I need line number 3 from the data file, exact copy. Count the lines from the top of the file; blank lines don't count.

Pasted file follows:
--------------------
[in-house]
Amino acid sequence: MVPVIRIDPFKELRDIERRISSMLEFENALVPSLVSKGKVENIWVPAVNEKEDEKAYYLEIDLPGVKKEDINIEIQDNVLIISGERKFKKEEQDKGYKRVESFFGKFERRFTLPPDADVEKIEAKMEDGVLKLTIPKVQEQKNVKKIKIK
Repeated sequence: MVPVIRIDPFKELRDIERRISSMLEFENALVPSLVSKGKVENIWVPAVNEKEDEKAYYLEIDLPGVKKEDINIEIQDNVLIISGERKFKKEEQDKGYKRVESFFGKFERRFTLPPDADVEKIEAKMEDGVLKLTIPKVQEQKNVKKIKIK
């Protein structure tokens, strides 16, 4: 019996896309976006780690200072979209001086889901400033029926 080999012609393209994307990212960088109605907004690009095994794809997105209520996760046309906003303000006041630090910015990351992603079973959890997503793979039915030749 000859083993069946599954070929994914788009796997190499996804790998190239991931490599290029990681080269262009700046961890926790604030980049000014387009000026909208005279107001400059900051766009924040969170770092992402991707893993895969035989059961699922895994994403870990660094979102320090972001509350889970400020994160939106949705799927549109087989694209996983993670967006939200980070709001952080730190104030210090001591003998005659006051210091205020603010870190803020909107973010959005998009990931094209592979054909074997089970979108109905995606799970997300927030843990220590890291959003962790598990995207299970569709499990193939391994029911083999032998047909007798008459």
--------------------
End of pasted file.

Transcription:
Repeated sequence: MVPVIRIDPFKELRDIERRISSMLEFENALVPSLVSKGKVENIWVPAVNEKEDEKAYYLEIDLPGVKKEDINIEIQDNVLIISGERKFKKEEQDKGYKRVESFFGKFERRFTLPPDADVEKIEAKMEDGVLKLTIPKVQEQKNVKKIKIK